Whether “Action Plan Negev” and “Blueprint Negev” are directly related, or constitute two parts of the same program, however, is unspecified.

Haia Noach, the Director of the Negev Co-Existence Forum, a joint Jewish-Arab organization that, among other things, works for Bedouin land rights in the Negev, explained that as the forestation authority in Israel, the JNF developed the project to plant trees over al-Araqib.

She said that while the JNF initially denied any involvement in the destruction of al-Araqib, residents and local activists saw JNF bulldozers destroying property in the village during a demolition in early February 2011.

“We connect them directly and they are responsible for what is going on there, to the fact that people lost their houses, lost their herds, their orchards,” Noach said.

“The situation is devastating, but this is what we have,” said Abu Mdeghem, sitting on the hillside next to the small, make-shift tent where he, his parents and seven other siblings now live. “I am...very sad for what has happened to the al-Araqib area. We never expected that anything would happen to our land.”

According to Noach, the JNF’s policy doesn’t end in al-Araqib; the organization is threatening the existence of dozens of other Palestinian Bedouin villages that have existed in the area for hundreds of years.

“The JNF is willingly part of this game where they serve as a foresting authority. [You] see it all over Israel, in the North and even in the South,” Noach said.

“There will be more and more Arab villages in the Negev that are threatened by the forestation of the JNF.”

A new campaign called “Stop the JNF” was recently launched with the goal of documenting and exposing the Jewish National Fund’s complicity in Israeli ethnic cleansing, disrupting JNF fundraising activities and revoking the organization’s charitable status in countries around the world.

According to Akram Salhab, an organizer of this international campaign and Communications Officer at Badil, the Resource Center for Palestinian Residency and Refugee Rights, the campaign aims to co-ordinate between various organizations and provide the resources and information needed for a united campaign.

“One of the first aims of the campaign is to expose and document the role of the JNF. One of the problems with trying to understand the role of the JNF is that it's shrouded in an esoteric legal language, which is indicative more broadly of the way in which the Israeli apartheid regime functions,” Salhab explained.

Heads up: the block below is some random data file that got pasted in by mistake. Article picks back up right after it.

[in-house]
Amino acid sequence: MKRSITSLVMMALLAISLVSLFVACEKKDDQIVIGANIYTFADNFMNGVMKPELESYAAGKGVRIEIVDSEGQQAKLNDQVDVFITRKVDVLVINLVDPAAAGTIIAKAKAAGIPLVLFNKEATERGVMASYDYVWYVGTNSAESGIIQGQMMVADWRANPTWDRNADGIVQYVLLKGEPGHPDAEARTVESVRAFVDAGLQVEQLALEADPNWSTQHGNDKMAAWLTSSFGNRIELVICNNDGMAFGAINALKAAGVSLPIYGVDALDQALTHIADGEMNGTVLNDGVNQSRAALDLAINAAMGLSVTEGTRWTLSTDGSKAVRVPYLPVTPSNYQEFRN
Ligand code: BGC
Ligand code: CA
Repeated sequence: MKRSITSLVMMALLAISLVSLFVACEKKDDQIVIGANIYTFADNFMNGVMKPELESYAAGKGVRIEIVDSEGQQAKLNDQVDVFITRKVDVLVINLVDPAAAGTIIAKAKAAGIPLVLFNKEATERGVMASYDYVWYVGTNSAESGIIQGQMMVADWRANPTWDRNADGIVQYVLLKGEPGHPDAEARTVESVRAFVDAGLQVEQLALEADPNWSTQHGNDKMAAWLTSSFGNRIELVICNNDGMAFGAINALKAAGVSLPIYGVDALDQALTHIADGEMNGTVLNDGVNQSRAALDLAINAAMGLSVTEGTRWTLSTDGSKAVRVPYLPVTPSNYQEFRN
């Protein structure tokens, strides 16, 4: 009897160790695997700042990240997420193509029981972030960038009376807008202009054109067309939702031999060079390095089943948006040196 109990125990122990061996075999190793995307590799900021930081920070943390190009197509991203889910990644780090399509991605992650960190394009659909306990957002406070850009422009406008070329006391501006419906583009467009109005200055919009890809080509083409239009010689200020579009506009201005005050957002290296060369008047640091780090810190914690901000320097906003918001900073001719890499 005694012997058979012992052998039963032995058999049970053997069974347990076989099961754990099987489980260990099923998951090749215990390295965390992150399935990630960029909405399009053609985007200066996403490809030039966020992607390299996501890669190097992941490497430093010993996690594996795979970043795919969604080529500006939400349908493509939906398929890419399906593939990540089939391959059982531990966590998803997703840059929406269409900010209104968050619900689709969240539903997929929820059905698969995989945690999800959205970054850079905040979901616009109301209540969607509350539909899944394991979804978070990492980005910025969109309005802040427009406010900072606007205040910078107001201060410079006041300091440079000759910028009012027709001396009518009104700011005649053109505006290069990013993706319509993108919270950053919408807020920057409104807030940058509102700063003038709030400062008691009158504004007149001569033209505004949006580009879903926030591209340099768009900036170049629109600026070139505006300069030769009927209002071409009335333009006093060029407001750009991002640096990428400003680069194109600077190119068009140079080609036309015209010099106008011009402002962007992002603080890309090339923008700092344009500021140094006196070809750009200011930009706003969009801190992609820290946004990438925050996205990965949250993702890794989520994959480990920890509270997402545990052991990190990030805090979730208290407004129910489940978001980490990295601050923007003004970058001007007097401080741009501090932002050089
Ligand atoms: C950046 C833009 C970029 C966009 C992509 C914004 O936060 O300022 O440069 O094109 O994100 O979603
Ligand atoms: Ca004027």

Despite this challenge, Salhab said he is hopeful that the campaign will unite activists around the world who are working to raise awareness about the JNF’s complicity in Israeli crimes.

“Our main aim is to influence public opinion and influence individuals in places where the JNF collects the largest amount of revenue. The problem with that is that those are the places where the JNF has a [great] deal of support. So we’re trying to find places where we can set a precedent of JNF discriminatory policy,” he said.

According to IJV’s Weinstein, this campaign will focus on first educating the Canadian public about the JNF’s true nature and making connections between Indigenous land rights in Israel/Palestine and Canada.

“Imagine if we had a Canadian charity that provided homes and parks to English Canadians only, on land taken from French Canadians. It could never happen, except if we lied about what the charity does. Yet it is precisely what we have done to the Native people of Canada—and few of us are proud of that legacy. So there are Canadian examples where we can make common cause with human rights issues around Indigenous land rights,” Weinstein explained.

“Most Canadians don't realize that our taxes support the JNF mission to erase Palestinian villages and lives so Jews can live as first-class citizens,” he continued. “We don't know that we support racial discrimination in Israel that would be illegal in Canada.”

Originally from Montreal, Jillian Kestler-D'Amours is a reporter and documentary filmmaker based in Jerusalem. More of her work can be found at http://jilldamours.wordpress.com.

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The Dominion is a monthly paper published by an incipient network of independent journalists in Canada. It aims to provide accurate, critical coverage that is accountable to its readers and the subjects it tackles. Taking its name from Canada's official status as both a colony and a colonial force, the Dominion examines politics, culture and daily life with a view to understanding the exercise of power.